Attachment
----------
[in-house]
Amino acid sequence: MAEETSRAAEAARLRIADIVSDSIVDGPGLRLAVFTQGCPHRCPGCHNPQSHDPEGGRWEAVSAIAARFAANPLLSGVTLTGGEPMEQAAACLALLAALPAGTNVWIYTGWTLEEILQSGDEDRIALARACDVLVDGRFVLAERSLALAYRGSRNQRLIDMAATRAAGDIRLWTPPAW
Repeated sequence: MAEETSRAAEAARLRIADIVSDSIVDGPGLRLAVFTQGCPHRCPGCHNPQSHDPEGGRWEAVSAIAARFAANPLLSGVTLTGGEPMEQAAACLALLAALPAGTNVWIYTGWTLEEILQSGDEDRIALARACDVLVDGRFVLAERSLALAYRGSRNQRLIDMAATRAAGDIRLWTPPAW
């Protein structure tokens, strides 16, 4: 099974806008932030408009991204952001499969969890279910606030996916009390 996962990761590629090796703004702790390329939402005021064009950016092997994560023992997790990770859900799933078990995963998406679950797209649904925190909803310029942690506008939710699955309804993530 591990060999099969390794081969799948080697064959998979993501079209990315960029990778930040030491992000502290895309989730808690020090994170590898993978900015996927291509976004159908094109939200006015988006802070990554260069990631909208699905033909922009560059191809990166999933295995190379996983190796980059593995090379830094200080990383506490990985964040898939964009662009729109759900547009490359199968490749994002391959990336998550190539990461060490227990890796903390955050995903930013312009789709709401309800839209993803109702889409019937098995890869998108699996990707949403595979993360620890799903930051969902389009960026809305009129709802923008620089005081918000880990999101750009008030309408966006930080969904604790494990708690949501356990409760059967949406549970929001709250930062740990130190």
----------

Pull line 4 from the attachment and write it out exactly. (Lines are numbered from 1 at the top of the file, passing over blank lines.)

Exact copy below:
């Protein structure tokens, strides 16, 4: 099974806008932030408009991204952001499969969890279910606030996916009390 996962990761590629090796703004702790390329939402005021064009950016092997994560023992997790990770859900799933078990995963998406679950797209649904925190909803310029942690506008939710699955309804993530 591990060999099969390794081969799948080697064959998979993501079209990315960029990778930040030491992000502290895309989730808690020090994170590898993978900015996927291509976004159908094109939200006015988006802070990554260069990631909208699905033909922009560059191809990166999933295995190379996983190796980059593995090379830094200080990383506490990985964040898939964009662009729109759900547009490359199968490749994002391959990336998550190539990461060490227990890796903390955050995903930013312009789709709401309800839209993803109702889409019937098995890869998108699996990707949403595979993360620890799903930051969902389009960026809305009129709802923008620089005081918000880990999101750009008030309408966006930080969904604790494990708690949501356990409760059967949406549970929001709250930062740990130190």